The Wood Recyclers’ Association (WRA) has urged the UK Government to recognise the value that waste wood biomass adds to the UK’s efforts to decarbonise when developing its Biomass Strategy 2022.
In its response to the Department for Business, Energy and Industrial Strategy’s (BEIS) call for evidence consultation, the WRA stressed that there is a limit to the amount of times wood can be effectively recycled. Following that process, the WRA said it makes sense that the wood is then recovered as biomass fuel rather than being sent to landfill.
“The UK is now a success story in respect of waste wood,” said WRA chair Richard Coulson.
“We can respect the demands of the waste hierarchy of reuse, recycle then recover, and also satisfy all end user demand because we have the capacity to divert all waste wood from landfill, saving the methane emissions which are circa 25 times more harmful than carbon dioxide.”
The UK currently produces around 4.5 million tonnes of waste wood a year, for which there is an equal end –use demand. The UK waste wood market is structured for environmental compliance in that the higher quality waste wood is recycled into animal bedding or panel board (1.5 million tonnes) and the balance of lower quality mixed waste wood (3 million tonnes) is used as a fuel by biomass power plants which are compliant with the latest regulatory standards (Industrial Emissions Directive – Chapter IV).
“The biomass facilities using waste wood in the UK operate under ROC or Renewable Heat Incentive subsidies,” said Coulson.
“These will end in an average of 15 years and we are, therefore, asking the government to be mindful of this and consider future support mechanisms for the industry. Without that, there is a risk that 3 million tonnes of UK waste wood could end up with no market.”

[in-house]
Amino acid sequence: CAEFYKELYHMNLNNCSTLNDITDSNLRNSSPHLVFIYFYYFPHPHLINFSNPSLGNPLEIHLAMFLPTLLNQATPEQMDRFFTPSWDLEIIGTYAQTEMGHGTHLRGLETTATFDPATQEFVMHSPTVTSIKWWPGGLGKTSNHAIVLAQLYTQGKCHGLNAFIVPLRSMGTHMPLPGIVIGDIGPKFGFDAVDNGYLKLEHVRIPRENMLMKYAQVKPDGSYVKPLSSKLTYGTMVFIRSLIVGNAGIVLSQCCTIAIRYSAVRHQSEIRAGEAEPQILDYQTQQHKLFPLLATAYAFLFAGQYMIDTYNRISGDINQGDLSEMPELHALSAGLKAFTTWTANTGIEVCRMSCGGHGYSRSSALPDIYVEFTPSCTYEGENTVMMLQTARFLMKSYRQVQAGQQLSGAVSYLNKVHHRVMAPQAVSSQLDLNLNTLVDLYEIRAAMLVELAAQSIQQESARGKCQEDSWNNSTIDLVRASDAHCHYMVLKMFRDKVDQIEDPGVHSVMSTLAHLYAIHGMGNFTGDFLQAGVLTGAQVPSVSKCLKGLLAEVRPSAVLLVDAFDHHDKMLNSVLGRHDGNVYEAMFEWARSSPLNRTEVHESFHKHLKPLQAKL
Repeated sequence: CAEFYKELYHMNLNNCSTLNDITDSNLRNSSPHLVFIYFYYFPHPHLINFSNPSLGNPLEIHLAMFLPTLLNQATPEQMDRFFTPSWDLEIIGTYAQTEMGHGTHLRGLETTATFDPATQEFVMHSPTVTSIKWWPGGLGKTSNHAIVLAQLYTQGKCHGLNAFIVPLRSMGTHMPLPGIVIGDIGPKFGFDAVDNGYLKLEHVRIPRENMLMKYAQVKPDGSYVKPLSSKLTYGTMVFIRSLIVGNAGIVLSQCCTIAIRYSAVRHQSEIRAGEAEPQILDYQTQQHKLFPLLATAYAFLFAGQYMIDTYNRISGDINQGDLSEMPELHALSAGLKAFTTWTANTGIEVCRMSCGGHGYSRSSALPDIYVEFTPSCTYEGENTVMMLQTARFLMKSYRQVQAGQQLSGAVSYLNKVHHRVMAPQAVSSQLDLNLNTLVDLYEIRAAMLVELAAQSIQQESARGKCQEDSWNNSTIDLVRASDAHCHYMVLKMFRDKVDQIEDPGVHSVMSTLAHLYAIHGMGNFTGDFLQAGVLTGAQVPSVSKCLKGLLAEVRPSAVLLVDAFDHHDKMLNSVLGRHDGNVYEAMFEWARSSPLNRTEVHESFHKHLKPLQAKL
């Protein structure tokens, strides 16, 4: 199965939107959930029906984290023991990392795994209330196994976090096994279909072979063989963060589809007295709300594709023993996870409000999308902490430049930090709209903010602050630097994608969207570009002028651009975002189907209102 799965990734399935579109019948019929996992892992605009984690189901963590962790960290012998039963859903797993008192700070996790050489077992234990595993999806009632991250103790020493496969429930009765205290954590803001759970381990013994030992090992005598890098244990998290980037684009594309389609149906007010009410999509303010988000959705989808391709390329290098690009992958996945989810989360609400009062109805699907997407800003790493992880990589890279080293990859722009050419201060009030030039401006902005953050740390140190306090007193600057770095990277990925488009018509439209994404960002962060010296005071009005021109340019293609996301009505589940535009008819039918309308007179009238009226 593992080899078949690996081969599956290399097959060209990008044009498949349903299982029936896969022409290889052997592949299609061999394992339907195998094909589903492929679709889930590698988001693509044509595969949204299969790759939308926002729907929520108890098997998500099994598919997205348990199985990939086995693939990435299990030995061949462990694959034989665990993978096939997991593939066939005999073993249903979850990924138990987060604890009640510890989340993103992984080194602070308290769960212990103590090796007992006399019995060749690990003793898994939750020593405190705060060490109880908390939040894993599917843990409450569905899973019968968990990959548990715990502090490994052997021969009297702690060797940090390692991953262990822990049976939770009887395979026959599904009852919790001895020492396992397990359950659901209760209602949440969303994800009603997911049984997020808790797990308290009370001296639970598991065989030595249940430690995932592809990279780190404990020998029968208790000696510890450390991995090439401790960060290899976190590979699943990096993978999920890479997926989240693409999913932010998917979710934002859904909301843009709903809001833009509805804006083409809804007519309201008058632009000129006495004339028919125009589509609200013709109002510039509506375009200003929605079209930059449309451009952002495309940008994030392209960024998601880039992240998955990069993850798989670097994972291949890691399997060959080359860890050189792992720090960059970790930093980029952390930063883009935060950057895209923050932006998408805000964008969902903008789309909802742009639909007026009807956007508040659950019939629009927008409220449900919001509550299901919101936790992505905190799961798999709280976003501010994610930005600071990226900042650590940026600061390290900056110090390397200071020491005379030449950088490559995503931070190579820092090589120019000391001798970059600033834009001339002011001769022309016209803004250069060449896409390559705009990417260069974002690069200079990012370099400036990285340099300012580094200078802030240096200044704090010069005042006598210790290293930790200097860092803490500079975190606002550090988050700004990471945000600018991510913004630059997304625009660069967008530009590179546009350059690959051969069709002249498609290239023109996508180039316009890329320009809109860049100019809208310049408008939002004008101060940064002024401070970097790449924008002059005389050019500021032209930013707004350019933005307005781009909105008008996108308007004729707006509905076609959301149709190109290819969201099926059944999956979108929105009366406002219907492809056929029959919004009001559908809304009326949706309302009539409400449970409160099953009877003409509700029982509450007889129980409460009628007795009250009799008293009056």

Chapter IV biomass plants in the UK are highly regulated and use advanced abatement technologies to control emissions within tight parameters, said the WRA, making them compliant with the Industrial Emissions Directive. Additionally, waste wood biomass produces no negative impacts in respect of land-use, food security, or biodiversity.
The WRA is also asking the government to ensure that its environmental and energy policies are aligned. This follows the publication of the Waste Management Plan for England by the Department for Environmental, Food & Rural Affairs in January, which suggested that recovery (power and/or heat generation) is less favourable than recycling.
“This is not the case for waste wood,” said Coulson, “because lower-quality mixed waste wood is not always suitable for recycling. Biomass, therefore, provides a valuable end market for that 3 million tonnes of material, which may otherwise be destined for landfill.”
The WRA also noted that as chemicals and transport fuels made from waste become increasingly important, waste wood may become a feedstock option for these sectors.